Updated: 5:55 p.m. Wednesday, June 30, 2010 | Posted: 5:29 p.m. Wednesday, June 30, 2010
Warm, Wet June May Increase Mosquito Population
Certain Precautions Can Keep Mosquitoes Away
BEAVERCREEK, Ohio —
As more people head outside for the Fourth of July weekend, they’ll encounter a large mosquito population. Greene County is taking steps to protect people, and urging families to protect themselves.
Hundreds of people will blanket the lawns of Rotary Park in Beavercreek Sunday to celebrate the Fourth of July.
Since mosquitoes are most prevalent at dawn and dusk, those people will be watching the fireworks while the largest numbers of mosquitoes are swarming.
Rotary Park backs up to the Beavercreek Wetlands. Recently, the Greene County Combined Health District received a large number of complaints about the blood thirsty insects around the Wetlands.
With the 4th of July celebration just days away, Mark Isaacson, program manager of the mosquito control program for the Greene County Combined Health District, set traps to catch the insects and gauge their population.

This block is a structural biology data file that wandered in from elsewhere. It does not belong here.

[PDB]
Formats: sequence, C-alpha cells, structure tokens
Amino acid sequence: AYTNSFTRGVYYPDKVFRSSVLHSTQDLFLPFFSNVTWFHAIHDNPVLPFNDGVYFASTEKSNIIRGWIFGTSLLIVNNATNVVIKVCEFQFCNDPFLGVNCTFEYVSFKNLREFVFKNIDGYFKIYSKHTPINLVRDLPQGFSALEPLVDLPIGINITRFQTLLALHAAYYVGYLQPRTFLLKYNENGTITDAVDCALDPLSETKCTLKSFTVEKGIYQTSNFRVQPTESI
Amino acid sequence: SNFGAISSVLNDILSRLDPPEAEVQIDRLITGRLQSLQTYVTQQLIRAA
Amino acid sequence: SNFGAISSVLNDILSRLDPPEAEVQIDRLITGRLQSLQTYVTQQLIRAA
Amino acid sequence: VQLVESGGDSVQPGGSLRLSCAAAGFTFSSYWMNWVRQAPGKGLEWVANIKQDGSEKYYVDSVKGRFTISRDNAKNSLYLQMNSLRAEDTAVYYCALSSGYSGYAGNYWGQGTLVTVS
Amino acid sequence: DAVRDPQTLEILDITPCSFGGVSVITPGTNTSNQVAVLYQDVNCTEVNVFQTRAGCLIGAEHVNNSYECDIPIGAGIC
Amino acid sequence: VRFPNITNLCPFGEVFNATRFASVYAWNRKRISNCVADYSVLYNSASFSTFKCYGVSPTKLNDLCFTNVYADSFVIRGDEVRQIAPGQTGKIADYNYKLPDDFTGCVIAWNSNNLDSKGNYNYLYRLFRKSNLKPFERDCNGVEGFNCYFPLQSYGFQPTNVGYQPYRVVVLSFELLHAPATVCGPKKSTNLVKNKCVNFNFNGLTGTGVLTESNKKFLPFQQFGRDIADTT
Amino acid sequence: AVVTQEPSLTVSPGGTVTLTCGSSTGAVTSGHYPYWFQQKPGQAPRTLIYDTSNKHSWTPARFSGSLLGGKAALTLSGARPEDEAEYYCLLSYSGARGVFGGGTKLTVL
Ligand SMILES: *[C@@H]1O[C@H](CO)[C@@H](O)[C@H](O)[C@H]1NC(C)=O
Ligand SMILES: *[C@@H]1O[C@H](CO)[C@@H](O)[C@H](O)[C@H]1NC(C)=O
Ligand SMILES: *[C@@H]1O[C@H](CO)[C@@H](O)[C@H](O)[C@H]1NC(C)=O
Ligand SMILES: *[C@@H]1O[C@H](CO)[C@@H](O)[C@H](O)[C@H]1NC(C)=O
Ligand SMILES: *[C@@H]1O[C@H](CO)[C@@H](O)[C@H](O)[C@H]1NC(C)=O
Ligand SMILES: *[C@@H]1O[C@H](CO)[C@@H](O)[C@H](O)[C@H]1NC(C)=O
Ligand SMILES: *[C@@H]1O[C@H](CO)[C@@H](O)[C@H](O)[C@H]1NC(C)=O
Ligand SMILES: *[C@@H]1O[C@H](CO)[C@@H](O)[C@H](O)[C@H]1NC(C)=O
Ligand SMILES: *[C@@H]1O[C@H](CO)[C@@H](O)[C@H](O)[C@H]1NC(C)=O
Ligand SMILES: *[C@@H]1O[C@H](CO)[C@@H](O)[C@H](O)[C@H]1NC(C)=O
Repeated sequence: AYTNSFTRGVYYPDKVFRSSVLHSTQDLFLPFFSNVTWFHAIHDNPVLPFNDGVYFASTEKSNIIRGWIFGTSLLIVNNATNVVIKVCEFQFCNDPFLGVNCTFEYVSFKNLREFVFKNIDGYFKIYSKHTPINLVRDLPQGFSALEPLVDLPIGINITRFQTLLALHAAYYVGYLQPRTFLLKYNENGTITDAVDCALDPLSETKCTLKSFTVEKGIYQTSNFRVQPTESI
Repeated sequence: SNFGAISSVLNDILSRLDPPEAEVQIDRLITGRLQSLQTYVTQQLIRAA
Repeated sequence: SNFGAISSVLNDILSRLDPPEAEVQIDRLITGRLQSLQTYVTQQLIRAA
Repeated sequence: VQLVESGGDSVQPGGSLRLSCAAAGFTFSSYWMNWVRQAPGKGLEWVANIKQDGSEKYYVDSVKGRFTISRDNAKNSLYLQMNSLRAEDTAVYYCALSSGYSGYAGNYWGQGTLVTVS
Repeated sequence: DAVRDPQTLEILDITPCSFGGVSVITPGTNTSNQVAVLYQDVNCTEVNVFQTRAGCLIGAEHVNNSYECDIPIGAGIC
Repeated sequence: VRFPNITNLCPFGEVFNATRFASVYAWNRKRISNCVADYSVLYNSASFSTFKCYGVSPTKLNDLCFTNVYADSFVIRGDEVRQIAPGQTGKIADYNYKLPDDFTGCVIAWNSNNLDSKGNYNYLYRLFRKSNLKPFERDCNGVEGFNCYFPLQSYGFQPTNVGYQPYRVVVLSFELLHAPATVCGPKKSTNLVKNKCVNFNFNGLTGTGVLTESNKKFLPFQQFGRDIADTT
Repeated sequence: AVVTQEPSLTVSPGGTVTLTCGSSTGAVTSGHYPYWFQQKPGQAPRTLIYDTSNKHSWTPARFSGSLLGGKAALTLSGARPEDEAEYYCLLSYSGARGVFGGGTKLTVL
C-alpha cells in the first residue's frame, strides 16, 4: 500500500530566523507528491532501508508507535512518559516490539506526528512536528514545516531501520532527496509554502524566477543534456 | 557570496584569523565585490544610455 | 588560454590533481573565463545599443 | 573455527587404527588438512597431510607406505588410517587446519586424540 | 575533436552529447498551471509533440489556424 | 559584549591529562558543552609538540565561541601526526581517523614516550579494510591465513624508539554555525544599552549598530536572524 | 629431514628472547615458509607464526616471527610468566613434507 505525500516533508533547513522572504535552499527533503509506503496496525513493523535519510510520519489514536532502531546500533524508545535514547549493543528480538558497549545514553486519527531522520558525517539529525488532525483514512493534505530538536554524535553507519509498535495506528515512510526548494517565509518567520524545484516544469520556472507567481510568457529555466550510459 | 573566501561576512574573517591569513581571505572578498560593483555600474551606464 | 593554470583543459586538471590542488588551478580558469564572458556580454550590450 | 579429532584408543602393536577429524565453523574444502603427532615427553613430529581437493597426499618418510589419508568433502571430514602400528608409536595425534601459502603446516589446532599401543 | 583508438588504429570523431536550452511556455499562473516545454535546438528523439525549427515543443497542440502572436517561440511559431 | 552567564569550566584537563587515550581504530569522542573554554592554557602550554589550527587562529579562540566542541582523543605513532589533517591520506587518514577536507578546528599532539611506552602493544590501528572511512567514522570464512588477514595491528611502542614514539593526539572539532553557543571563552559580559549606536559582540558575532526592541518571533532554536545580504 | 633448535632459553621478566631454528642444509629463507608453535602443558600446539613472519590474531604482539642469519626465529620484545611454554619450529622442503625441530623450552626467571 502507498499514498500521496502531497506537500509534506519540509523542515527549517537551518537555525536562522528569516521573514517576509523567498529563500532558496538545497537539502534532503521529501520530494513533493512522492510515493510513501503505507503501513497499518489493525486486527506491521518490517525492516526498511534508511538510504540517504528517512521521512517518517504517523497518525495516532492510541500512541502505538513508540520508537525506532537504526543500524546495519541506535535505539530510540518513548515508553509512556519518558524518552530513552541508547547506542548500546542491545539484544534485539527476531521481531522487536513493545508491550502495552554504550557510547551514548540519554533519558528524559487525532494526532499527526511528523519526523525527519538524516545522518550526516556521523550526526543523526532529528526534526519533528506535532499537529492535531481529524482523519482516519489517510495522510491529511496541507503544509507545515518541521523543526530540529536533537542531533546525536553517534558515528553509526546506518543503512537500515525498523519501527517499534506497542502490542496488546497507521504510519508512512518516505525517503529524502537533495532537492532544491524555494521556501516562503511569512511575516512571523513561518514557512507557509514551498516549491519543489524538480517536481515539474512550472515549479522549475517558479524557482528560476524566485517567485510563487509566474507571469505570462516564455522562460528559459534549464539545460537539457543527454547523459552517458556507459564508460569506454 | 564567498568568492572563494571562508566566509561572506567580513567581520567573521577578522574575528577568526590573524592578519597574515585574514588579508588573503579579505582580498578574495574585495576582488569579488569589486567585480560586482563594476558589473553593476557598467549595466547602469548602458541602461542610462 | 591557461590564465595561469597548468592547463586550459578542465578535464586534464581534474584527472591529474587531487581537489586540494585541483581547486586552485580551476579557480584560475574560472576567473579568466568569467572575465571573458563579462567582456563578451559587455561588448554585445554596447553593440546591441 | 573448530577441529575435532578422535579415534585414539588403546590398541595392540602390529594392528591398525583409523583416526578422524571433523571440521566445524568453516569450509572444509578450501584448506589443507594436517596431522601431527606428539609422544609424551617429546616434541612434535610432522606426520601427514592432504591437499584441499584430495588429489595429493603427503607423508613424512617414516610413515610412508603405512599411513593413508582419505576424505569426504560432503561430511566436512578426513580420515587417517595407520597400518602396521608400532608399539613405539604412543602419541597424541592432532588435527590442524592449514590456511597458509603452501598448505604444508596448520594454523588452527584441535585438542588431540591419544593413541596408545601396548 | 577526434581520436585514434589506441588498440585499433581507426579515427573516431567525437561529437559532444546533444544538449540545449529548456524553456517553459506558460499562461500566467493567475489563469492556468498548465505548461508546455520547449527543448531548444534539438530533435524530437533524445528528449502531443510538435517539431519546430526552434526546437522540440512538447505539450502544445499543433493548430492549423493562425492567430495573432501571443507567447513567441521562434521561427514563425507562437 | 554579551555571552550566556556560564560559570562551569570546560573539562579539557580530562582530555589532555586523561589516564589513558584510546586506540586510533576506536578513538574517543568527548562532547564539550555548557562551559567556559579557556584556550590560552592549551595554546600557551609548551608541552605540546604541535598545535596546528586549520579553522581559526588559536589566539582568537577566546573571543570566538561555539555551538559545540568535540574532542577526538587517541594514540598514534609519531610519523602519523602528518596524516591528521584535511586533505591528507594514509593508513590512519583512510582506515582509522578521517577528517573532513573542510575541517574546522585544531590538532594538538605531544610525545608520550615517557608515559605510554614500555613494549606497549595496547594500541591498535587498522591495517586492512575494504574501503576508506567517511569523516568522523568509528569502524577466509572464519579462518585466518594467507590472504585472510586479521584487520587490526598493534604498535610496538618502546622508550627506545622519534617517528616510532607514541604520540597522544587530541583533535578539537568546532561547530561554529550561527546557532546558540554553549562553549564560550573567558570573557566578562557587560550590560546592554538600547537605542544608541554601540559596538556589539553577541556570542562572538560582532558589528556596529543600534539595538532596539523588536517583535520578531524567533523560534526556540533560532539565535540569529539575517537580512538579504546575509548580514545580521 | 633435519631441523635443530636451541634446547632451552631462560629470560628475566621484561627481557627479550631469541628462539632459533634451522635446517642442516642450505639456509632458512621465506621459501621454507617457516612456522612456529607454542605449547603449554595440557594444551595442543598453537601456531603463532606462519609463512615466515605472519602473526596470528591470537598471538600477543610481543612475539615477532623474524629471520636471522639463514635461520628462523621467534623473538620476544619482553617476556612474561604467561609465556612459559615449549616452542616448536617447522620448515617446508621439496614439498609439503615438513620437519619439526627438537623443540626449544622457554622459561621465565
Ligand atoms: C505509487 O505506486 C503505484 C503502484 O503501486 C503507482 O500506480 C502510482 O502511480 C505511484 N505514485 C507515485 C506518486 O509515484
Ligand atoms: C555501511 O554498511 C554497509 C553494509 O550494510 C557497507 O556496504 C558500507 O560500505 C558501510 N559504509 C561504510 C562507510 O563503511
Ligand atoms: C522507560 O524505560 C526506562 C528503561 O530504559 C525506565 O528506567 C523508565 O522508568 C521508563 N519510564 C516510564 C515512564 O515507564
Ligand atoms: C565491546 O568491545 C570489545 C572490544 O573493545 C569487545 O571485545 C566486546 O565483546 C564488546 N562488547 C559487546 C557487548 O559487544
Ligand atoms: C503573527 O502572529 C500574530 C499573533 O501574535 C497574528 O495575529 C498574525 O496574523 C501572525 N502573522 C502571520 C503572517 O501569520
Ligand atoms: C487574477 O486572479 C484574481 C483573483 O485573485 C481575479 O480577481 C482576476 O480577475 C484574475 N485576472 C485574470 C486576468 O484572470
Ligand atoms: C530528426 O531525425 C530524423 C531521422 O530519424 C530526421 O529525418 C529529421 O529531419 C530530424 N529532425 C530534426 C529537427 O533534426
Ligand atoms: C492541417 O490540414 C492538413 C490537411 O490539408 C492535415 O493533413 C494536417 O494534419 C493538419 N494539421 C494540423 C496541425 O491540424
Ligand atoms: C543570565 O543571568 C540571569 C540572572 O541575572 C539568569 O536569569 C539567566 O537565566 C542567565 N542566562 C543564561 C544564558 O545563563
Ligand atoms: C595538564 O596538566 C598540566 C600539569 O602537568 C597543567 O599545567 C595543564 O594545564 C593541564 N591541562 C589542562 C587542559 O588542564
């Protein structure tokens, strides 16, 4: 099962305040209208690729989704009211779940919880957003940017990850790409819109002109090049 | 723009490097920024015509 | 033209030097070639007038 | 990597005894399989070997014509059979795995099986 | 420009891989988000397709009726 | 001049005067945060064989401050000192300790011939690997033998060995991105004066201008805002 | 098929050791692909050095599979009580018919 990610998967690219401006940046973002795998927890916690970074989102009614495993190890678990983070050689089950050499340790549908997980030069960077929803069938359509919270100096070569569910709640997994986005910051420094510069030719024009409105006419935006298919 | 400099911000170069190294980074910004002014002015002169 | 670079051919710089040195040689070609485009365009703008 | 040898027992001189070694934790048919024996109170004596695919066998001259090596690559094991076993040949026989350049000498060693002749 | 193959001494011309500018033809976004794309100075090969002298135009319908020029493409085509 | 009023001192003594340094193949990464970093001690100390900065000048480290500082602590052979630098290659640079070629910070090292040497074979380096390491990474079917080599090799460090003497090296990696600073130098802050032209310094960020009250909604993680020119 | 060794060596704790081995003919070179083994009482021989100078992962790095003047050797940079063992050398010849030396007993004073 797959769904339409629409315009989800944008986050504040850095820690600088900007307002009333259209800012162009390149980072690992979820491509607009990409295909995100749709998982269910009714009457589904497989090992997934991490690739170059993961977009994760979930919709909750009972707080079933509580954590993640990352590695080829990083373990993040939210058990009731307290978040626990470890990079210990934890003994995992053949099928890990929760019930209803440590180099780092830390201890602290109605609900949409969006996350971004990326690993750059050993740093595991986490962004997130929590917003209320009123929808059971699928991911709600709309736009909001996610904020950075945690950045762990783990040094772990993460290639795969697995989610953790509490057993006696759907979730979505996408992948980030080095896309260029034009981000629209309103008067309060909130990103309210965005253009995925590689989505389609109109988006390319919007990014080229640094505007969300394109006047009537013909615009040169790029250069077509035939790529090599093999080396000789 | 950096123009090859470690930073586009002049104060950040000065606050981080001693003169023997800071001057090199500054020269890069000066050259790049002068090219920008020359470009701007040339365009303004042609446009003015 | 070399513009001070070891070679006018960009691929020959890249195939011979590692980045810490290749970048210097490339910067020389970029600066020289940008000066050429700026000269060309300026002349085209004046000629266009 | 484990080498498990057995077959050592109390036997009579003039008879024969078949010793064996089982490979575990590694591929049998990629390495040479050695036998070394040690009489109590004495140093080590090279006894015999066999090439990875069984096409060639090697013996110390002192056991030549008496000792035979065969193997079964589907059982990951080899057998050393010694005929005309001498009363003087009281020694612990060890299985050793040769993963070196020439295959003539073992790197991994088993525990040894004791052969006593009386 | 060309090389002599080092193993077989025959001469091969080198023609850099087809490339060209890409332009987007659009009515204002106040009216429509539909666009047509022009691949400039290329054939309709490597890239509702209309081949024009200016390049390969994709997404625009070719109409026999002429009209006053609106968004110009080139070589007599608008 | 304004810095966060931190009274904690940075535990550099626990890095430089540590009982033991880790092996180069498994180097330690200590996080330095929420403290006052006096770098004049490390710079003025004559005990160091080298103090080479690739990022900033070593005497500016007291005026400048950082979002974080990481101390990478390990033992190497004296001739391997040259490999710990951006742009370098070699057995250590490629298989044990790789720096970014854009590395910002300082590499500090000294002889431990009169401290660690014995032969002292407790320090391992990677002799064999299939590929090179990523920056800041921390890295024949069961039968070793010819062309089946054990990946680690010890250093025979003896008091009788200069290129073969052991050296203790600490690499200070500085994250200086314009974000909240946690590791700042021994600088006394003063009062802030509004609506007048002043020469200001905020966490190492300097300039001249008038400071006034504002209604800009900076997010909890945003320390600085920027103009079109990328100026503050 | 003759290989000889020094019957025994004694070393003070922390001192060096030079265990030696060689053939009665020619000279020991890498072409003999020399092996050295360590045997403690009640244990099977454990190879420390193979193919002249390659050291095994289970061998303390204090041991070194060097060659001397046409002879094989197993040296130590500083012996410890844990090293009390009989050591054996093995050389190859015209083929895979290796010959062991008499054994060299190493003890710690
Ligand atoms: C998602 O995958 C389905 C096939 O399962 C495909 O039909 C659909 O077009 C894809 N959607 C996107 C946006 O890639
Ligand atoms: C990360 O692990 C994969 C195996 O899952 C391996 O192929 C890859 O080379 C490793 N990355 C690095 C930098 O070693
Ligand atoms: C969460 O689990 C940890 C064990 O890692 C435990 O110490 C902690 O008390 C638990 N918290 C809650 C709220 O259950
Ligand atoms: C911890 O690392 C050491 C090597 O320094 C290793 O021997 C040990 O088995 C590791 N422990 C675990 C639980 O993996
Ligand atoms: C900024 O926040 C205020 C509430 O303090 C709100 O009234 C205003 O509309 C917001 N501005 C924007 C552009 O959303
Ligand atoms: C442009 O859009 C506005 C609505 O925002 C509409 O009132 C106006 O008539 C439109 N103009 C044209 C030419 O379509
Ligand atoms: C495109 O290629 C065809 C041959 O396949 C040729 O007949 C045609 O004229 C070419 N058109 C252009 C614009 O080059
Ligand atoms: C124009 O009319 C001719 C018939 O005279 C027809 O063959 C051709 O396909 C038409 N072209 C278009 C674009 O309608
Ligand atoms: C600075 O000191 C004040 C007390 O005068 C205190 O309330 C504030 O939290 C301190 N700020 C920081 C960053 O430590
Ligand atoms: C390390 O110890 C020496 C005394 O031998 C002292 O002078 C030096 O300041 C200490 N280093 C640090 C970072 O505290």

He speculates, the population is likely higher because of the warm, wet June weather.
“When you have a lot of wetness, or a lot of rain, you end up with areas of standing water, and then the warmer the weather, the more active the mosquitoes can be,” said Isaacson.
More active mosquitoes, means more mosquito encounters.
“I’ve heard them buzzing around my ears,” said Noah Knackstedt of Beavercreek. “It’s been really annoying.”
“I’ve seen a lot,” said Noah’s brother, Zach Knackstedt. “They buzz around and I hate them.”
The Department of Health and Human Services offers tips to mosquito-proof a home.
1) Install screens on windows and doors to keep mosquitoes out.
2) Drain any standing water, since it’s the ideal mosquito breeding ground.
3) Continuously check for mosquito breeding grounds and get rid of them.
People can also spray an insect repellent that contains at least six percent deet.
At Rotary Park, Isaacson said Greene County will likely spray to keep the mosquitoes at bay for the Fourth of July Celebration.
The Greene County Combined Health District will also send any mosquitoes caught in Isaacson’s traps to the Ohio Department of Health, in Columbus, to test for West Nile Virus.